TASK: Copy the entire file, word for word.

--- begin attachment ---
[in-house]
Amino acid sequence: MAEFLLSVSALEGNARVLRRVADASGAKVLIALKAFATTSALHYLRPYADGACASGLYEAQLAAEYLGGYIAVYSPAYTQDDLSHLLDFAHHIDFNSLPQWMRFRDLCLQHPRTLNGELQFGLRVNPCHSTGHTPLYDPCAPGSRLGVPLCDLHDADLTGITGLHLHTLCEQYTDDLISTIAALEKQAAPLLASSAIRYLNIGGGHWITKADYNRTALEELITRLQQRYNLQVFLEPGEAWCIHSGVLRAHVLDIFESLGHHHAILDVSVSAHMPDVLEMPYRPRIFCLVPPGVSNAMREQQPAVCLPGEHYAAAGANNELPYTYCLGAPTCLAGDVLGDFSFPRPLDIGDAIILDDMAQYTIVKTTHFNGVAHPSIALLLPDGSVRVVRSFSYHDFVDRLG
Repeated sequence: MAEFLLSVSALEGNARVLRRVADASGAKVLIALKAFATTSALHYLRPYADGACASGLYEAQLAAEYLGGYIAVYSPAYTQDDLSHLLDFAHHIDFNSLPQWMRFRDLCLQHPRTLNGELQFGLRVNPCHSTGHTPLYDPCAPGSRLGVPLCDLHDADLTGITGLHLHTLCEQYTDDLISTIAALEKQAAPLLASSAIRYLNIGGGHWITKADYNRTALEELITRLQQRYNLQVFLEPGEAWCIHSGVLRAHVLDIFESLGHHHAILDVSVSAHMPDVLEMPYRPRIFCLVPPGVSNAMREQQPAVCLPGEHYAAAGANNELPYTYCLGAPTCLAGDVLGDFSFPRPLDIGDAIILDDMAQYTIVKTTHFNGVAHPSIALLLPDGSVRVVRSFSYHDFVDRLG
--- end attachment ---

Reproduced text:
[in-house]
Amino acid sequence: MAEFLLSVSALEGNARVLRRVADASGAKVLIALKAFATTSALHYLRPYADGACASGLYEAQLAAEYLGGYIAVYSPAYTQDDLSHLLDFAHHIDFNSLPQWMRFRDLCLQHPRTLNGELQFGLRVNPCHSTGHTPLYDPCAPGSRLGVPLCDLHDADLTGITGLHLHTLCEQYTDDLISTIAALEKQAAPLLASSAIRYLNIGGGHWITKADYNRTALEELITRLQQRYNLQVFLEPGEAWCIHSGVLRAHVLDIFESLGHHHAILDVSVSAHMPDVLEMPYRPRIFCLVPPGVSNAMREQQPAVCLPGEHYAAAGANNELPYTYCLGAPTCLAGDVLGDFSFPRPLDIGDAIILDDMAQYTIVKTTHFNGVAHPSIALLLPDGSVRVVRSFSYHDFVDRLG
Repeated sequence: MAEFLLSVSALEGNARVLRRVADASGAKVLIALKAFATTSALHYLRPYADGACASGLYEAQLAAEYLGGYIAVYSPAYTQDDLSHLLDFAHHIDFNSLPQWMRFRDLCLQHPRTLNGELQFGLRVNPCHSTGHTPLYDPCAPGSRLGVPLCDLHDADLTGITGLHLHTLCEQYTDDLISTIAALEKQAAPLLASSAIRYLNIGGGHWITKADYNRTALEELITRLQQRYNLQVFLEPGEAWCIHSGVLRAHVLDIFESLGHHHAILDVSVSAHMPDVLEMPYRPRIFCLVPPGVSNAMREQQPAVCLPGEHYAAAGANNELPYTYCLGAPTCLAGDVLGDFSFPRPLDIGDAIILDDMAQYTIVKTTHFNGVAHPSIALLLPDGSVRVVRSFSYHDFVDRLG